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Trainer or psychologist?

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By now, some readers are thinking that dog training is looking awfully complicated.  Heck, they just want to get a couple of titles.  Have some fun on the weekends; make new friends.  And here’s a blogger suggesting that each dog she’s trained is an act of perpetual psychology; make a few wrong moves and damage the team.

The good news is that most dogs are highly forgiving – you’ll be able to make lots of mistakes and they’ll never let on. The percentage of relatively straightforward dogs rises if your goal is to trial only a few times a year; mostly to get the titles.   And if you select the “right” dog, and use a method of training that has proven effective with that type of dog, you’ll have even more success.  It helps if you’re not sweating the picture too much.

If you know that you’re temperamentally unable to stand frustration and you want great success, then I’m going to suggest you select your breed, individual puppy and training method very carefully to get the stars aligned in your favor.  Really.  There’s no point in knocking your head against the wall if your primary interest is to succeed via the scoresheet.

The trade off, of course, is that the easy ones dont’ advance our skills very much.  But sometimes what we need to learn is simply basic mechanics, in which case the best choice is to select for a highly forgiving, willing and stable partner, at least to start.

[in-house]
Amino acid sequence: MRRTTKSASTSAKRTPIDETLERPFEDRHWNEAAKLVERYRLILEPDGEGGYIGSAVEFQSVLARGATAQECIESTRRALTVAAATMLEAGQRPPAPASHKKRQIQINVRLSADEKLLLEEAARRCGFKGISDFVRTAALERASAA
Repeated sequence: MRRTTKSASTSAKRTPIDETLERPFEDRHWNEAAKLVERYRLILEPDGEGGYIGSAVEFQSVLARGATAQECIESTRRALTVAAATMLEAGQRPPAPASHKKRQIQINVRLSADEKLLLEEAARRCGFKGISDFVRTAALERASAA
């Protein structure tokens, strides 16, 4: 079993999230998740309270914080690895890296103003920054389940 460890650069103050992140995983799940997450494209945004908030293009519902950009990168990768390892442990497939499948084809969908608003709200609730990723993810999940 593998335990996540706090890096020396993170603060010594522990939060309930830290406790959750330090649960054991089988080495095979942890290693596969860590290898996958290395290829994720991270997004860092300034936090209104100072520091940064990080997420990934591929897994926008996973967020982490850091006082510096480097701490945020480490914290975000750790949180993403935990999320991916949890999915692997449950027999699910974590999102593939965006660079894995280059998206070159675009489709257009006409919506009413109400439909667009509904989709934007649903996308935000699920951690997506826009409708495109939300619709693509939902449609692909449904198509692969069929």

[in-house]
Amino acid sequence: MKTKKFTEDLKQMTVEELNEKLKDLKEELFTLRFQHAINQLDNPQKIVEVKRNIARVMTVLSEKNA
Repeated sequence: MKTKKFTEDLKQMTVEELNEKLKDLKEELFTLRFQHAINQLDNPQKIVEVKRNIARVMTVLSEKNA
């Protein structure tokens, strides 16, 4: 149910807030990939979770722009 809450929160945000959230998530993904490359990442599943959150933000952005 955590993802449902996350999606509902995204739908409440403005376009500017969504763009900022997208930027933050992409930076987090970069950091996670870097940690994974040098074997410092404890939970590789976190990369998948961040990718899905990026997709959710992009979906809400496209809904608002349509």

“Forgiveness”, “willingness” and “stability” will take you far in the sport of obedience.  I’d say it’s 90% of the battle, once you master those pesky technical skills.  Because if your dog has forgiven you whatever you did to get the skills taught, isn’t having a personal meltdown at the dog show, and wants to make you happy even when you’re not dangling a cookie, then the future is bright indeed.

But with dogs lacking one or more of those qualities, teaching the exercises ends up being the easy part.  Getting those skills into the ring – well, that’s another kettle of fish.  And if you want a dog that shows a relaxed, happy picture….now you’re in the realm of serious challenge.

If you have already selected your non-traditional obedience breed and don’t plan to switch, or you currently own a dog that you’re training for competition, or you’ve discovered that your traditional obedience dog isn’t acting traditionally, then being something of a doggy psychologist is probably a good idea, especially if you’re running into trouble.  For me, that’s the part of training that is interesting – figuring out how to keep the entire team emotionally comfortable, happy and willing.

The best thing about reading a blog is that you don’t have to.  You could go outside and train your dog instead.  But if you’re still here, it’s possible, or even likely, that you’re sort of interested in your dog as a partner; you’d like to understand what is happening inside that furry head and make things as good as possible for the team, not just the human.  In which case, I’d say we’re off to a good start, because my goal in teaching is to help others think like doggy psychologists too.

My new puppy is only 12 days away now.   I cant’ wait to meet her!

About dfenzi